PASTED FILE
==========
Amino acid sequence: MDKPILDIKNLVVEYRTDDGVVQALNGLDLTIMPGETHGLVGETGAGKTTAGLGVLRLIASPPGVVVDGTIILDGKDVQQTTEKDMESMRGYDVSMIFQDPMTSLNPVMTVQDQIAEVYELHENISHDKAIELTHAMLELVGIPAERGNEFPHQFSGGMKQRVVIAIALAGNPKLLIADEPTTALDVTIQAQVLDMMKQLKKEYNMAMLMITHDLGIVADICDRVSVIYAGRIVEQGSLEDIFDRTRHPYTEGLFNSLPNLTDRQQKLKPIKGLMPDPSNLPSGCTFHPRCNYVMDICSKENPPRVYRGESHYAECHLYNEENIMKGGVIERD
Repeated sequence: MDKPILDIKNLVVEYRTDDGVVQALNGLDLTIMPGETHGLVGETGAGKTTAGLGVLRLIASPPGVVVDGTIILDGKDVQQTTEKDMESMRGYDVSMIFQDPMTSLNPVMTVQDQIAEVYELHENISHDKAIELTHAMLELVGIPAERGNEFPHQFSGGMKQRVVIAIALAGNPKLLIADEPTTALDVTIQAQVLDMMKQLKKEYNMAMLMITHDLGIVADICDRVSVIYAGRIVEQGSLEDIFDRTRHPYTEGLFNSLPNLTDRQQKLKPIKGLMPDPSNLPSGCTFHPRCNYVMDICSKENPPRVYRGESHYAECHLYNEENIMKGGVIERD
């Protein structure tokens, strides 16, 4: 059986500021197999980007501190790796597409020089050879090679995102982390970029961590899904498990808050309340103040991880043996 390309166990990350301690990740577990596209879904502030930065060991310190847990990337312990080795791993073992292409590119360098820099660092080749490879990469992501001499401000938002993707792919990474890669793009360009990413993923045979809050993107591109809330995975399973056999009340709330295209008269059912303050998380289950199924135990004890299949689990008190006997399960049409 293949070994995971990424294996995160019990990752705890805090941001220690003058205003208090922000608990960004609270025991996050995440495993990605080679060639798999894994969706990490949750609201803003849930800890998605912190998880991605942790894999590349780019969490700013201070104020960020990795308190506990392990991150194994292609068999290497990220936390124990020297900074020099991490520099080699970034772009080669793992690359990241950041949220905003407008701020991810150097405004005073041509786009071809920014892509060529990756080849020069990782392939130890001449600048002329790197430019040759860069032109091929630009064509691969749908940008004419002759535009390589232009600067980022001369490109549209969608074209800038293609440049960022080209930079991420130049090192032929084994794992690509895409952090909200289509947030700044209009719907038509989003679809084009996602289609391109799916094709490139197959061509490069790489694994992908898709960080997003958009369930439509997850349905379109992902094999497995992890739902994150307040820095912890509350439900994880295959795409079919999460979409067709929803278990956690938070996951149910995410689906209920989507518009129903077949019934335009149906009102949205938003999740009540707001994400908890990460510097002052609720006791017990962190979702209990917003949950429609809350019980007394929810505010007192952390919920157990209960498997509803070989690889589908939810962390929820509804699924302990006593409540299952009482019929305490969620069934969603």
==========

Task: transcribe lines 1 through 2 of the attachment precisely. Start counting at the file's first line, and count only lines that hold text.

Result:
Amino acid sequence: MDKPILDIKNLVVEYRTDDGVVQALNGLDLTIMPGETHGLVGETGAGKTTAGLGVLRLIASPPGVVVDGTIILDGKDVQQTTEKDMESMRGYDVSMIFQDPMTSLNPVMTVQDQIAEVYELHENISHDKAIELTHAMLELVGIPAERGNEFPHQFSGGMKQRVVIAIALAGNPKLLIADEPTTALDVTIQAQVLDMMKQLKKEYNMAMLMITHDLGIVADICDRVSVIYAGRIVEQGSLEDIFDRTRHPYTEGLFNSLPNLTDRQQKLKPIKGLMPDPSNLPSGCTFHPRCNYVMDICSKENPPRVYRGESHYAECHLYNEENIMKGGVIERD
Repeated sequence: MDKPILDIKNLVVEYRTDDGVVQALNGLDLTIMPGETHGLVGETGAGKTTAGLGVLRLIASPPGVVVDGTIILDGKDVQQTTEKDMESMRGYDVSMIFQDPMTSLNPVMTVQDQIAEVYELHENISHDKAIELTHAMLELVGIPAERGNEFPHQFSGGMKQRVVIAIALAGNPKLLIADEPTTALDVTIQAQVLDMMKQLKKEYNMAMLMITHDLGIVADICDRVSVIYAGRIVEQGSLEDIFDRTRHPYTEGLFNSLPNLTDRQQKLKPIKGLMPDPSNLPSGCTFHPRCNYVMDICSKENPPRVYRGESHYAECHLYNEENIMKGGVIERD